Is the “Freshman 15” a Myth?

A new study found that the idea of “freshman 15” weight gain is a myth. Rather, the study found that women typically gain 2.4 pounds in their first year of college and men gain 3.4 pounds, on average. Many college-bound students are concerned about the “Freshman 15,” the highly publicized notion that students tend to pack on the pounds their first year in college. Some of the theories that have been proposed for this weight gain include consumption of higher calorie cafeteria food, loss of parental guidance in food decisions, strained budgets leading to consumption of cheaper calorie-dense snacks and packaged foods, alcohol consumption, as well as increased stress and inadequate sleep. Armed with these theories, the research team at Ohio State University’s Center for Human Resource Research set out to determine if the “Freshman 15” is a real phenomenon. The study used data from the National Longitudinal Survey of Youth. In the survey, 7000 teens were first interviewed between the ages of 13 and 17 in 1997 and have been interviewed each subsequent year.

One of the key findings from the Survey was that only about 10 percent of all college freshmen actually gained 15 pounds, and one out of four freshmen reported losing weight. Further, most students didn’t even gain 15 pounds total over their 4 years of college.  The study authors said that the findings indicated that college students packed on the pounds gradually over the course of their studies, with women putting on an average of seven to nine pounds, and men on average 12 to 13 pounds. Of all the factors looked at–living in a dorm, full or part-time student, two-year or four-year degree and alcohol consumption–the only factor that made a significant impact on weight gain was heavy drinking, though on average they gained less than a pound more per year more than non-heavy drinkers.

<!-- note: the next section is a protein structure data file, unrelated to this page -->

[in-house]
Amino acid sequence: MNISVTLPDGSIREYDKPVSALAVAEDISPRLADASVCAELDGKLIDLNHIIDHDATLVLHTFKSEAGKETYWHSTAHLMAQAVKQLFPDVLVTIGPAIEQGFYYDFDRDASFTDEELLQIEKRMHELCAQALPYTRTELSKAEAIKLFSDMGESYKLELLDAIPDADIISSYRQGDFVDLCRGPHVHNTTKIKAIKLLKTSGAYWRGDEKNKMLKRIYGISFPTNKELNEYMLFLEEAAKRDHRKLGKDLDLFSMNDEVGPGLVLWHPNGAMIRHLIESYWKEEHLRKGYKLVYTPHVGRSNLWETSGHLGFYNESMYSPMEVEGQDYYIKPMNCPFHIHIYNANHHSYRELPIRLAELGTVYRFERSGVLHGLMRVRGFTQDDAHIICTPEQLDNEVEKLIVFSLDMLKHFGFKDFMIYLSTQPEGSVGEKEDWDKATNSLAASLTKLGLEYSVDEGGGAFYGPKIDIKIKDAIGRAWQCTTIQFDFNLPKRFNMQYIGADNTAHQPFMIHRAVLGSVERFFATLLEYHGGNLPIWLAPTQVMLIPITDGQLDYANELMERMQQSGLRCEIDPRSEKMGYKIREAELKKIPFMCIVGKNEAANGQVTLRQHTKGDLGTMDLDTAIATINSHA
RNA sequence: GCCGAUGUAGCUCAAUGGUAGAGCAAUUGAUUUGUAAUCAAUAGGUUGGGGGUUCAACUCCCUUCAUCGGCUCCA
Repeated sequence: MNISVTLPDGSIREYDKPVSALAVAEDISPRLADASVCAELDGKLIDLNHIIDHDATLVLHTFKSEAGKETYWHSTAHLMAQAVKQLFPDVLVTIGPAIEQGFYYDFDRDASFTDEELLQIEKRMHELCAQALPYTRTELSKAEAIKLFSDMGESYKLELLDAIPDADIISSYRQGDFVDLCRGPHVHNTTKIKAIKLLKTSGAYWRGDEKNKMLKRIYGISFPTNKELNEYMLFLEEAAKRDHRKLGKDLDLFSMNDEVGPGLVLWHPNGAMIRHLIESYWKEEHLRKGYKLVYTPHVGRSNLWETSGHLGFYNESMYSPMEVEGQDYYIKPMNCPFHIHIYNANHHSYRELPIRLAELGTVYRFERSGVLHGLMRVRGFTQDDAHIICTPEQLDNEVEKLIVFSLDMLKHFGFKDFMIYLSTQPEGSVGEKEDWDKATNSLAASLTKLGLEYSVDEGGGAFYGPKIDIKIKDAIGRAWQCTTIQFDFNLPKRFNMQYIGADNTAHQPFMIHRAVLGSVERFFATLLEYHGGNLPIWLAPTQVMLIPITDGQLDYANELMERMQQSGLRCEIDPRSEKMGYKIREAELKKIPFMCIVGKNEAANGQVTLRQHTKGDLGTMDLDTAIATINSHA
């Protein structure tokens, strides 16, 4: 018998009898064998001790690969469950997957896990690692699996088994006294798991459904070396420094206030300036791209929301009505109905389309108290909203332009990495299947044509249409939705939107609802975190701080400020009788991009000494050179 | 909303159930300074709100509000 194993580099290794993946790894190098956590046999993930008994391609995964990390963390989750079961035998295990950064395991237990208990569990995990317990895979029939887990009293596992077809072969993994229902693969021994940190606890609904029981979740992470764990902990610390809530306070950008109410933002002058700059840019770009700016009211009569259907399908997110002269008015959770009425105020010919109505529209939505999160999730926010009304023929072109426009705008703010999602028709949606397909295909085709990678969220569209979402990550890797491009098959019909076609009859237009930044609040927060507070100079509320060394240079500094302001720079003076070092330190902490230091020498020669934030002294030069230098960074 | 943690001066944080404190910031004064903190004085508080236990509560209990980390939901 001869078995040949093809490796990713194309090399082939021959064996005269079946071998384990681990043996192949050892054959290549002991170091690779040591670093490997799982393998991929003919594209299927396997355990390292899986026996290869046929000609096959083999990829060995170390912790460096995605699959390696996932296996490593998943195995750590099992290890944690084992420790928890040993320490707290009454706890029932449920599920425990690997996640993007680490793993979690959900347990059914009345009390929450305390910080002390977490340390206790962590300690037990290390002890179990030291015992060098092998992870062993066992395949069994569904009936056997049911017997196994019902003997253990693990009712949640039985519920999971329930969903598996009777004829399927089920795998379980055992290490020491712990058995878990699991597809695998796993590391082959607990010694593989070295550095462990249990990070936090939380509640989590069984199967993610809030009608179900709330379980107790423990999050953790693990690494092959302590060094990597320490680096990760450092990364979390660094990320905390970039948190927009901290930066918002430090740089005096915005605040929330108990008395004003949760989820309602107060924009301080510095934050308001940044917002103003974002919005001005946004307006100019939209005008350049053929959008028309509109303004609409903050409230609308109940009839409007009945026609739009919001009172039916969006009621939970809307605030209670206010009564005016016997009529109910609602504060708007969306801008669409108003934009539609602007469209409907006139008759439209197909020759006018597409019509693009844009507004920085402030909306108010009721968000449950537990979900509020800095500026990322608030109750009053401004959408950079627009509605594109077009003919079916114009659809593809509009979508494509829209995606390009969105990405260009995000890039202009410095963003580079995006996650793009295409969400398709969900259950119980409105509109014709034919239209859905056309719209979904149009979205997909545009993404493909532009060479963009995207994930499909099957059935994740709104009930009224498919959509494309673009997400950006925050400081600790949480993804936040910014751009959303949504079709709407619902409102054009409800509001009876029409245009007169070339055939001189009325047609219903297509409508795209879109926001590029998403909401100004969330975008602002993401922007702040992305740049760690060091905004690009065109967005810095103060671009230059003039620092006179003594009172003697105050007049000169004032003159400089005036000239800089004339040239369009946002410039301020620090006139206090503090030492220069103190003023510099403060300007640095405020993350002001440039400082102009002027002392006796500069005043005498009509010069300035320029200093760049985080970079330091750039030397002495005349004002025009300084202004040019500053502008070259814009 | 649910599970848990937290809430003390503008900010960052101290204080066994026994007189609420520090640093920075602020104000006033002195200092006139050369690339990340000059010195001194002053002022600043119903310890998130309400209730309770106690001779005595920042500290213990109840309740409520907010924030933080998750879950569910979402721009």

The study authors explained that while we do gain weight as we get older, it is not college that leads to weight gain – it is becoming a young adult. They found that during what would have been freshman year for non-college students, the women gained about two pounds and men put on about three pounds. Therefore, college freshmen are only gaining about a 1/2 pound more than similar people not attending college.

We spoke to Dr. Gerardo Cárcamo of South Texas Surgeons about the study. He said, “It’s refreshing to see that one aspect of our obesity epidemic is perhaps not as bad as some might think, with regards to the myth of the ‘Freshman 15’. This large study of 7000 college students found that only ten percent of college students gained 15 pounds, and the average freshman weight gain was only 2 or 3 pounds.” Even though 2 or 3 pounds sounds like a small amount of weight gain, Dr. Cárcamo warns that it can mark the beginning of a dangerous trend: “If an adult continued on that trajectory of a 2 or 3 pound weight gain throughout adulthood they would end up with an obesity problem by middle age.”

A smaller study published a few years ago had similar findings, with freshman gaining an average of 4.8 pounds in their first year of college. You can read more about that study here.

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